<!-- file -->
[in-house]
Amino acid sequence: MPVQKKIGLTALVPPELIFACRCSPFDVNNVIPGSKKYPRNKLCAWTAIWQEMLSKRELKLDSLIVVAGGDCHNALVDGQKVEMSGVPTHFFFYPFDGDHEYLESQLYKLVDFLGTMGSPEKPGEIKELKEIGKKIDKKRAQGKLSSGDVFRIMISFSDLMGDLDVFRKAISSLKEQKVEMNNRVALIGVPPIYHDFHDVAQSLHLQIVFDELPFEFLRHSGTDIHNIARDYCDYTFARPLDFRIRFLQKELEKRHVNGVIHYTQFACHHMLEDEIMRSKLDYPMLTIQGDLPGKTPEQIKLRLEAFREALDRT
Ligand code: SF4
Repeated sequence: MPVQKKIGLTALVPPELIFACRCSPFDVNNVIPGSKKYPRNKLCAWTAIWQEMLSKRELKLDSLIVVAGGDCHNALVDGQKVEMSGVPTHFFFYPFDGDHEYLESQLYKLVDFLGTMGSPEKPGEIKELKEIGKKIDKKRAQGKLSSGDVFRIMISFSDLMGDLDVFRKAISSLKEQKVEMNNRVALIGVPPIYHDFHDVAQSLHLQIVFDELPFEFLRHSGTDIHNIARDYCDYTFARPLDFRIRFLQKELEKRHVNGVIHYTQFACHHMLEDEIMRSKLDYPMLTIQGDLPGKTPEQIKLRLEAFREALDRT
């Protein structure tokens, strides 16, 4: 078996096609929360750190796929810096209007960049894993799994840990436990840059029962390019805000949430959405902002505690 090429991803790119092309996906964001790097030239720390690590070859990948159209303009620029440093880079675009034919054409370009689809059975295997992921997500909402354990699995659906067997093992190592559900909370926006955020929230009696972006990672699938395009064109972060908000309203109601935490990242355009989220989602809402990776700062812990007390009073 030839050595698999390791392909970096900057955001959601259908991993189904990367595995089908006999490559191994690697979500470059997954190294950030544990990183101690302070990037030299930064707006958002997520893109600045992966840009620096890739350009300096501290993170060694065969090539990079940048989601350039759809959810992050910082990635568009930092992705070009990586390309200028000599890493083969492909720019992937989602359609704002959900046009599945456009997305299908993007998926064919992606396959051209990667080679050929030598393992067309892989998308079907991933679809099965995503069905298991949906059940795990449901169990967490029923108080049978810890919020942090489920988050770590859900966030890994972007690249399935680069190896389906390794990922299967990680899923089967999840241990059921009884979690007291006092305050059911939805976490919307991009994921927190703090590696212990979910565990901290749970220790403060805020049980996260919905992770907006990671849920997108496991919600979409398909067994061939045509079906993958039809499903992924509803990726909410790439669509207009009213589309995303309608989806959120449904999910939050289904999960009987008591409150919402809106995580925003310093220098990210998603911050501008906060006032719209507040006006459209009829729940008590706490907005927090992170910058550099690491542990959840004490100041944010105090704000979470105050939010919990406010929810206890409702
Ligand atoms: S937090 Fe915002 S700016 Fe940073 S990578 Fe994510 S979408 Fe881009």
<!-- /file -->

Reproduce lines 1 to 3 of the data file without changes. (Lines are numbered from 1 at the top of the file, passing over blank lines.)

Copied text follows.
[in-house]
Amino acid sequence: MPVQKKIGLTALVPPELIFACRCSPFDVNNVIPGSKKYPRNKLCAWTAIWQEMLSKRELKLDSLIVVAGGDCHNALVDGQKVEMSGVPTHFFFYPFDGDHEYLESQLYKLVDFLGTMGSPEKPGEIKELKEIGKKIDKKRAQGKLSSGDVFRIMISFSDLMGDLDVFRKAISSLKEQKVEMNNRVALIGVPPIYHDFHDVAQSLHLQIVFDELPFEFLRHSGTDIHNIARDYCDYTFARPLDFRIRFLQKELEKRHVNGVIHYTQFACHHMLEDEIMRSKLDYPMLTIQGDLPGKTPEQIKLRLEAFREALDRT
Ligand code: SF4